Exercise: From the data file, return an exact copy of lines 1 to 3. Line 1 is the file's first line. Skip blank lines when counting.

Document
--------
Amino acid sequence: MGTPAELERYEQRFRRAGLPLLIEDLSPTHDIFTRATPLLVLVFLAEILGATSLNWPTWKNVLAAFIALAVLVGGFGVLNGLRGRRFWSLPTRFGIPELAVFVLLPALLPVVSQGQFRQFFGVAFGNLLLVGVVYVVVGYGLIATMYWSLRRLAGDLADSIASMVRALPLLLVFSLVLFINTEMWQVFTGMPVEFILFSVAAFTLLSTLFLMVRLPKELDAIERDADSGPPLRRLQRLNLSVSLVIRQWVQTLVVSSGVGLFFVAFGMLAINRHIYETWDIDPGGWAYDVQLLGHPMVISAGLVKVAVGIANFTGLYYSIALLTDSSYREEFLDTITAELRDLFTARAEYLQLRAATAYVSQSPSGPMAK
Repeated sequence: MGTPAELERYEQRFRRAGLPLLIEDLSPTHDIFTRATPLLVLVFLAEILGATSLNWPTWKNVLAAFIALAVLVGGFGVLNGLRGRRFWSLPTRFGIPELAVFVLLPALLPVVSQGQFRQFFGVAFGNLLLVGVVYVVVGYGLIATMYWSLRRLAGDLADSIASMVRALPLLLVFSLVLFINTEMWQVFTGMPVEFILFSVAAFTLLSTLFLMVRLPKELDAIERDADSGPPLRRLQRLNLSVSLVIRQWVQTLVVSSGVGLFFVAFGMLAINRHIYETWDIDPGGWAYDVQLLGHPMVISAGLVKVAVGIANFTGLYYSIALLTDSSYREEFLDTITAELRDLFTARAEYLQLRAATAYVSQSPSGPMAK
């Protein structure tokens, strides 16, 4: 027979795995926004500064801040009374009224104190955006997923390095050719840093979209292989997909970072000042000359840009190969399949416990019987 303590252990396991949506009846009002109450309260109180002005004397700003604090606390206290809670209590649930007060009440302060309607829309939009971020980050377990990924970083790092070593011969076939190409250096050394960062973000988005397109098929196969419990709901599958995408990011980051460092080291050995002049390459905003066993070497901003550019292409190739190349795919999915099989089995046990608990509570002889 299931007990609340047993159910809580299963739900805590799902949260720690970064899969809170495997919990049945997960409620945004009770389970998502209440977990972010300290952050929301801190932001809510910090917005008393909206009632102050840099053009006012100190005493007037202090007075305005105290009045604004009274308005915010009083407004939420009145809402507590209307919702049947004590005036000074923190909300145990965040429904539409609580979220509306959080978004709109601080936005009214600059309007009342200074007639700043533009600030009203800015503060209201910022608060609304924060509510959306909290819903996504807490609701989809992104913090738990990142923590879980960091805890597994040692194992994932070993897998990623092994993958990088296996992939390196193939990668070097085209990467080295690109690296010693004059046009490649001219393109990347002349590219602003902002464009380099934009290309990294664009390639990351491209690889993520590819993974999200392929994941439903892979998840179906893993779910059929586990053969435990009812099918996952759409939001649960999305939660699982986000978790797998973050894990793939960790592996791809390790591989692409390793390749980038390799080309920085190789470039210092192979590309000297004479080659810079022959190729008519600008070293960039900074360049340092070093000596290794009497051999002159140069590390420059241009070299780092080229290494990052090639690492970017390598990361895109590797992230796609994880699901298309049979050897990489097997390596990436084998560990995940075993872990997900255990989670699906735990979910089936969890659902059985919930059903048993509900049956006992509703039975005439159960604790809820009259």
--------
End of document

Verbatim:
Amino acid sequence: MGTPAELERYEQRFRRAGLPLLIEDLSPTHDIFTRATPLLVLVFLAEILGATSLNWPTWKNVLAAFIALAVLVGGFGVLNGLRGRRFWSLPTRFGIPELAVFVLLPALLPVVSQGQFRQFFGVAFGNLLLVGVVYVVVGYGLIATMYWSLRRLAGDLADSIASMVRALPLLLVFSLVLFINTEMWQVFTGMPVEFILFSVAAFTLLSTLFLMVRLPKELDAIERDADSGPPLRRLQRLNLSVSLVIRQWVQTLVVSSGVGLFFVAFGMLAINRHIYETWDIDPGGWAYDVQLLGHPMVISAGLVKVAVGIANFTGLYYSIALLTDSSYREEFLDTITAELRDLFTARAEYLQLRAATAYVSQSPSGPMAK
Repeated sequence: MGTPAELERYEQRFRRAGLPLLIEDLSPTHDIFTRATPLLVLVFLAEILGATSLNWPTWKNVLAAFIALAVLVGGFGVLNGLRGRRFWSLPTRFGIPELAVFVLLPALLPVVSQGQFRQFFGVAFGNLLLVGVVYVVVGYGLIATMYWSLRRLAGDLADSIASMVRALPLLLVFSLVLFINTEMWQVFTGMPVEFILFSVAAFTLLSTLFLMVRLPKELDAIERDADSGPPLRRLQRLNLSVSLVIRQWVQTLVVSSGVGLFFVAFGMLAINRHIYETWDIDPGGWAYDVQLLGHPMVISAGLVKVAVGIANFTGLYYSIALLTDSSYREEFLDTITAELRDLFTARAEYLQLRAATAYVSQSPSGPMAK
């Protein structure tokens, strides 16, 4: 027979795995926004500064801040009374009224104190955006997923390095050719840093979209292989997909970072000042000359840009190969399949416990019987 303590252990396991949506009846009002109450309260109180002005004397700003604090606390206290809670209590649930007060009440302060309607829309939009971020980050377990990924970083790092070593011969076939190409250096050394960062973000988005397109098929196969419990709901599958995408990011980051460092080291050995002049390459905003066993070497901003550019292409190739190349795919999915099989089995046990608990509570002889 299931007990609340047993159910809580299963739900805590799902949260720690970064899969809170495997919990049945997960409620945004009770389970998502209440977990972010300290952050929301801190932001809510910090917005008393909206009632102050840099053009006012100190005493007037202090007075305005105290009045604004009274308005915010009083407004939420009145809402507590209307919702049947004590005036000074923190909300145990965040429904539409609580979220509306959080978004709109601080936005009214600059309007009342200074007639700043533009600030009203800015503060209201910022608060609304924060509510959306909290819903996504807490609701989809992104913090738990990142923590879980960091805890597994040692194992994932070993897998990623092994993958990088296996992939390196193939990668070097085209990467080295690109690296010693004059046009490649001219393109990347002349590219602003902002464009380099934009290309990294664009390639990351491209690889993520590819993974999200392929994941439903892979998840179906893993779910059929586990053969435990009812099918996952759409939001649960999305939660699982986000978790797998973050894990793939960790592996791809390790591989692409390793390749980038390799080309920085190789470039210092192979590309000297004479080659810079022959190729008519600008070293960039900074360049340092070093000596290794009497051999002159140069590390420059241009070299780092080229290494990052090639690492970017390598990361895109590797992230796609994880699901298309049979050897990489097997390596990436084998560990995940075993872990997900255990989670699906735990979910089936969890659902059985919930059903048993509900049956006992509703039975005439159960604790809820009259």